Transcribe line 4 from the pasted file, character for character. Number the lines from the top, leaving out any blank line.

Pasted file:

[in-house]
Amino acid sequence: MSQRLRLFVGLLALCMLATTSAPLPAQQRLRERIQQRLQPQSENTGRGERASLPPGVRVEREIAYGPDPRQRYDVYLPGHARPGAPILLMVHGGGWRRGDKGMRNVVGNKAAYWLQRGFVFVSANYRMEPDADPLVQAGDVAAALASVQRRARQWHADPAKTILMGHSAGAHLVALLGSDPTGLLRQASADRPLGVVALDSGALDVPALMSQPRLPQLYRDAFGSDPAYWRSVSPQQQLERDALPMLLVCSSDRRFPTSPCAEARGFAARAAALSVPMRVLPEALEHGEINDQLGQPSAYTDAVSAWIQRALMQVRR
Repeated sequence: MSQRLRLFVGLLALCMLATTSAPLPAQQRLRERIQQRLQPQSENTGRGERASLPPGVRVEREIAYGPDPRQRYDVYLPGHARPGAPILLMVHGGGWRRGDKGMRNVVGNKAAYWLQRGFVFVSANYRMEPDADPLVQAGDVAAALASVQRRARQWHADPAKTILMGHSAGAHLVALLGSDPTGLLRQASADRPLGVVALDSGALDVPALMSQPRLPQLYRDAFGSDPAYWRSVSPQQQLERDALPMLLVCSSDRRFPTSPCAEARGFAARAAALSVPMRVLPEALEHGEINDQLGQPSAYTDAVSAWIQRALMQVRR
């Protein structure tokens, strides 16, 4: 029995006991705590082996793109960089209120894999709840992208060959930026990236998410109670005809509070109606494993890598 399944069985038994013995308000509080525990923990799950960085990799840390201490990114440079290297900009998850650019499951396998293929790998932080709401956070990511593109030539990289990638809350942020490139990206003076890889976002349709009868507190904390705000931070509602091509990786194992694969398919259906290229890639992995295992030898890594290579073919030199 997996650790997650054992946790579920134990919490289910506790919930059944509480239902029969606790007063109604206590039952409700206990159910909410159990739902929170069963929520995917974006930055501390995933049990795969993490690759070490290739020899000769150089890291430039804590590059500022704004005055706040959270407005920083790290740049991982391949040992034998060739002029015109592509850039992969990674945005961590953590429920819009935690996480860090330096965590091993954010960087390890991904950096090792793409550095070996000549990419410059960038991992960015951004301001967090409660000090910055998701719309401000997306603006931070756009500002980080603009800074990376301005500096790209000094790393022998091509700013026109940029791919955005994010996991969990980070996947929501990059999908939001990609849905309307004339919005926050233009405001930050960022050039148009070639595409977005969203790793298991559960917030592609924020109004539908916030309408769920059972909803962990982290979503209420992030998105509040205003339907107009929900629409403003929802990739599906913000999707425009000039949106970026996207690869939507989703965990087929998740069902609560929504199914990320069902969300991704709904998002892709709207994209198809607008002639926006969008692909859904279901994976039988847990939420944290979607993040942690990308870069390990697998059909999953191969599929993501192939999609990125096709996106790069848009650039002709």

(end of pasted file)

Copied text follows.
């Protein structure tokens, strides 16, 4: 029995006991705590082996793109960089209120894999709840992208060959930026990236998410109670005809509070109606494993890598 399944069985038994013995308000509080525990923990799950960085990799840390201490990114440079290297900009998850650019499951396998293929790998932080709401956070990511593109030539990289990638809350942020490139990206003076890889976002349709009868507190904390705000931070509602091509990786194992694969398919259906290229890639992995295992030898890594290579073919030199 997996650790997650054992946790579920134990919490289910506790919930059944509480239902029969606790007063109604206590039952409700206990159910909410159990739902929170069963929520995917974006930055501390995933049990795969993490690759070490290739020899000769150089890291430039804590590059500022704004005055706040959270407005920083790290740049991982391949040992034998060739002029015109592509850039992969990674945005961590953590429920819009935690996480860090330096965590091993954010960087390890991904950096090792793409550095070996000549990419410059960038991992960015951004301001967090409660000090910055998701719309401000997306603006931070756009500002980080603009800074990376301005500096790209000094790393022998091509700013026109940029791919955005994010996991969990980070996947929501990059999908939001990609849905309307004339919005926050233009405001930050960022050039148009070639595409977005969203790793298991559960917030592609924020109004539908916030309408769920059972909803962990982290979503209420992030998105509040205003339907107009929900629409403003929802990739599906913000999707425009000039949106970026996207690869939507989703965990087929998740069902609560929504199914990320069902969300991704709904998002892709709207994209198809607008002639926006969008692909859904279901994976039988847990939420944290979607993040942690990308870069390990697998059909999953191969599929993501192939999609990125096709996106790069848009650039002709």